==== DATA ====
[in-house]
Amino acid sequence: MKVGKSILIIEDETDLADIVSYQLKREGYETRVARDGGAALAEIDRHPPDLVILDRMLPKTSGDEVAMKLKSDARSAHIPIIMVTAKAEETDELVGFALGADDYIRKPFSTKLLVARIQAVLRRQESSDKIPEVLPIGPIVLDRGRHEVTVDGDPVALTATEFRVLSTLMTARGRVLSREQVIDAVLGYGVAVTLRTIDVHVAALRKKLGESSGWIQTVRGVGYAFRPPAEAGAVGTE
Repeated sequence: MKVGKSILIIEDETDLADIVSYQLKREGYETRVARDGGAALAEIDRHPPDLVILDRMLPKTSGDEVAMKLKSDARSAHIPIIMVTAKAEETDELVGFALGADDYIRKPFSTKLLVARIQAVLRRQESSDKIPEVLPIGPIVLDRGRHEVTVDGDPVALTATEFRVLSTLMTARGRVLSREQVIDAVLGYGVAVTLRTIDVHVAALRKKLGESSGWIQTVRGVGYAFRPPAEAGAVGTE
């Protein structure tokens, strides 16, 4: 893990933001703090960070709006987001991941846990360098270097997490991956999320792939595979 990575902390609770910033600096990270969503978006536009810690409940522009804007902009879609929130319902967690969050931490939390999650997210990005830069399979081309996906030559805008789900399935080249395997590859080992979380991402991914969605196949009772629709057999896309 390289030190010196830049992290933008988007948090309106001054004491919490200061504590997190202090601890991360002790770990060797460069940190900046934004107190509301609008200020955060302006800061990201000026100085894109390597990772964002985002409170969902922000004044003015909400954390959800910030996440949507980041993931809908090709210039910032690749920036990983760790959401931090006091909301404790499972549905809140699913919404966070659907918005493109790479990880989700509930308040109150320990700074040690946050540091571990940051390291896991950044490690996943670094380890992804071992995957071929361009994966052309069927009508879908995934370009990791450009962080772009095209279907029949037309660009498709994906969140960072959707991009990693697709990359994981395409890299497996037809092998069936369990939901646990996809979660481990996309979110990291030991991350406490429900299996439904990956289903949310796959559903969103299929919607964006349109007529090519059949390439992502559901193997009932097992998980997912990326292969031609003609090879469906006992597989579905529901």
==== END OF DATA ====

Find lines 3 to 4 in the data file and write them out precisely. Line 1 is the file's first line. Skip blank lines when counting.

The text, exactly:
Repeated sequence: MKVGKSILIIEDETDLADIVSYQLKREGYETRVARDGGAALAEIDRHPPDLVILDRMLPKTSGDEVAMKLKSDARSAHIPIIMVTAKAEETDELVGFALGADDYIRKPFSTKLLVARIQAVLRRQESSDKIPEVLPIGPIVLDRGRHEVTVDGDPVALTATEFRVLSTLMTARGRVLSREQVIDAVLGYGVAVTLRTIDVHVAALRKKLGESSGWIQTVRGVGYAFRPPAEAGAVGTE
């Protein structure tokens, strides 16, 4: 893990933001703090960070709006987001991941846990360098270097997490991956999320792939595979 990575902390609770910033600096990270969503978006536009810690409940522009804007902009879609929130319902967690969050931490939390999650997210990005830069399979081309996906030559805008789900399935080249395997590859080992979380991402991914969605196949009772629709057999896309 390289030190010196830049992290933008988007948090309106001054004491919490200061504590997190202090601890991360002790770990060797460069940190900046934004107190509301609008200020955060302006800061990201000026100085894109390597990772964002985002409170969902922000004044003015909400954390959800910030996440949507980041993931809908090709210039910032690749920036990983760790959401931090006091909301404790499972549905809140699913919404966070659907918005493109790479990880989700509930308040109150320990700074040690946050540091571990940051390291896991950044490690996943670094380890992804071992995957071929361009994966052309069927009508879908995934370009990791450009962080772009095209279907029949037309660009498709994906969140960072959707991009990693697709990359994981395409890299497996037809092998069936369990939901646990996809979660481990996309979110990291030991991350406490429900299996439904990956289903949310796959559903969103299929919607964006349109007529090519059949390439992502559901193997009932097992998980997912990326292969031609003609090879469906006992597989579905529901």